So occasionally GMail hiccups and does not let me in / authenticate.
And what does Thunderbird do in that circumstance?
It decides the password is wrong, forgets the password it knows, drops me into a dialogue where I have to click “Cancel” to continue, locks up until I do that, then continues to insist that GMail is broken, requires me to quit Thunderbird to get out of the loop, and on restart requires me to enter the password that it used to know – but forgot because of the authentication burp.
Here’s the thing: versions of this problem have been around since 2002, culminating in the farce we have today – see:
…and what kills me is that I can read in the trail of bug reports a collective of people dancing around the problem, and never quite getting there:
There is AFAIK no standard answer for a failed login.
The client doesn’t know if the login failed because of a username/password mismatch or other server problem.
TB must asks you again for the password because the password may now different on the server. We had reports that Accounts got be disabled because of a changed password on the server and sending 3 times wrong login information (old password). This is worse than asking again for the new password.
Gmails answer is at a very bad point of the connection (as answer to the login), they should deny the connection early (before the login starts) or accept the login but close the connection after it.
The IMAP log quite clearly shows that the root problem is on gmail’s end, in that it dies on password authentication. IMAP’s lack of a clear differentiation between “authentication failed” and “server borkage” makes the right thing hard to do, although it seems that gmail is sending a BYE at the same time as the NO, which may make this particular case easy to solve.
In any case, the fact is that authentication failure–for whatever reason–brings up an interesting point. I set up bug 435306 some time ago as a forum for deciding under what circumstances passwords should be forgotten; it is therefore relevant to this discussion.
…basically shifting the blame and/or saying why things were done that way and not addressing that things are broken, and/or occasionally going off into debugging la-la-land (“There are lots of connections in TIME_WAIT”).
My frustration is echoed in this comment
“This is a chronic problem that I’m sure thousands of users are experiencing. It is a major and extremely frustrating annoyance which is actually one of the worst software problems we’ve experienced with any software. If Thunderbird wants wider adoption, this would be a key problem to take seriously and address. I’m sure that user frustration from this problem will drive users to alternatives. Nothing will drive away users faster than chronic hourly frustration of a password request dialog boxes.”
Same problem here, and it’s driving me up the f*cking wall!!! Multiple Gmail IMAP accts, and I’m so g*d*amned annoyed with this, I’m about to dump T-bird altogether. The app is for all intents and purposes, worthless. Most of the time, the dialog asking for the password for one or more of the accts, is displayed behind other windows, so I don’t even know for as long as I have the front window(s) up, that Tbird has stalled and is waiting for me to enter a password, a password that it was remembering just fine the day or hour before.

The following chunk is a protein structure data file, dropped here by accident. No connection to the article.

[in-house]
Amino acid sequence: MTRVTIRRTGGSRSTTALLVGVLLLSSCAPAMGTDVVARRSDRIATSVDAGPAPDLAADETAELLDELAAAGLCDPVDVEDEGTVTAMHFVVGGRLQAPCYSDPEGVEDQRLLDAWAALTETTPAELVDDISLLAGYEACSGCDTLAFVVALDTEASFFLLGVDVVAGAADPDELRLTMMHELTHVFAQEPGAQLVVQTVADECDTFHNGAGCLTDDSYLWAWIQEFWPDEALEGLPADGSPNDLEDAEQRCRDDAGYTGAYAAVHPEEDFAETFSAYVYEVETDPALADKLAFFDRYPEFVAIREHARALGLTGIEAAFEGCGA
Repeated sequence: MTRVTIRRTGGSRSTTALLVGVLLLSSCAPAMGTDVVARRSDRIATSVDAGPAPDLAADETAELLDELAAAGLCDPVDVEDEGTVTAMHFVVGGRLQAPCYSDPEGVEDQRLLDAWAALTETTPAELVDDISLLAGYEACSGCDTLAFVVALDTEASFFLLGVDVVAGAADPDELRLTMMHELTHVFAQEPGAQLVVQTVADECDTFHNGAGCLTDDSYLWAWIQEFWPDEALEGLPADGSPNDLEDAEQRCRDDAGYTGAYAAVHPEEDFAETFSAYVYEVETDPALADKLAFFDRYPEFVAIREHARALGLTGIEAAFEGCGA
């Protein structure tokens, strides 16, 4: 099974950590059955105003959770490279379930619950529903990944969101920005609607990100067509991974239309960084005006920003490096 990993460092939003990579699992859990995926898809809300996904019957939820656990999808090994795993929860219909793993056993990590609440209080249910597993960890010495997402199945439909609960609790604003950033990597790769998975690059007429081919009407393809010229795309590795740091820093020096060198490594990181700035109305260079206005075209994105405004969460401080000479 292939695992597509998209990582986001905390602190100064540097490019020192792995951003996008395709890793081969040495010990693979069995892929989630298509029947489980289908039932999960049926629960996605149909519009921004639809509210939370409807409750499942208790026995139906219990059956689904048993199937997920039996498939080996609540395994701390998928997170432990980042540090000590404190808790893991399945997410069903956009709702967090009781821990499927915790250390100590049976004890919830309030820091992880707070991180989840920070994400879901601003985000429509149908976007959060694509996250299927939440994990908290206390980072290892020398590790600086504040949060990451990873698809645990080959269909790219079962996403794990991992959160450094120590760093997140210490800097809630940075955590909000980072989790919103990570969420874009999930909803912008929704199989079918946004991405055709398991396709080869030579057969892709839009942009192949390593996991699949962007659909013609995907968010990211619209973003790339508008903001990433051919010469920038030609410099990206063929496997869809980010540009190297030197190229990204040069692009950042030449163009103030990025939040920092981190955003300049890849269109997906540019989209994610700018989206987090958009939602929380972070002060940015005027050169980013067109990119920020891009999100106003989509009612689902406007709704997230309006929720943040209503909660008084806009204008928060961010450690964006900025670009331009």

And, in some cases, repeated failure to login successfully, when provided a guaranteed correct password (same one that worked an hour or day before), trips Gmail’s security feature, which then requires finding Google’s “clear CAPTCHA” form.
This also happens with non-Gmail and POP accts. This bug MUST BE FIXED, or I will be dumping Tbird for good. This is not something trivial I can just overlook, the d*amned app is critically broken, IMO. And I’m one of the most loyal Tbird and Firefox fans on the planet, but it’s impossible to overcome this problem.
It’s usually around this point that some rabid FOSS (Free / Open Source Software) advocate says something about “enough eyes” and “shallow bugs” and invites me to fix the bug myself, implying that if I do not then I must be a “freeloader” – but they miss the point that beyond a certain size the collective IQ of a FOSS project tends to the root-mean-square of their IQ less one sigma, and that I become just yet another voice in the wilderness without the code-commit-karma enough to get putback.
At this point I would also like to remind you this has been going on since 2002 – plus I have more than enough shit to deal with in other FOSS software without adding Tbird to the list.
There are people on that bug report who have the right idea, but in the end it comes down to one poor schmuck who alas does not – and thus Thunderbird remains at an impasse. Commercial software is not always better in this regard, but often it is; Mail.app got rewritten in the space between 2002 and 2007, and other clients have come and gone in that time.
I don’t expect anything will change with Tbird by virtue of my writing this post, but I will feel better, and maybe a few FOSS advocates will adjust their attitudes regarding the larger software ecology.
Just because it’s open source doesn’t mean it’s not shit.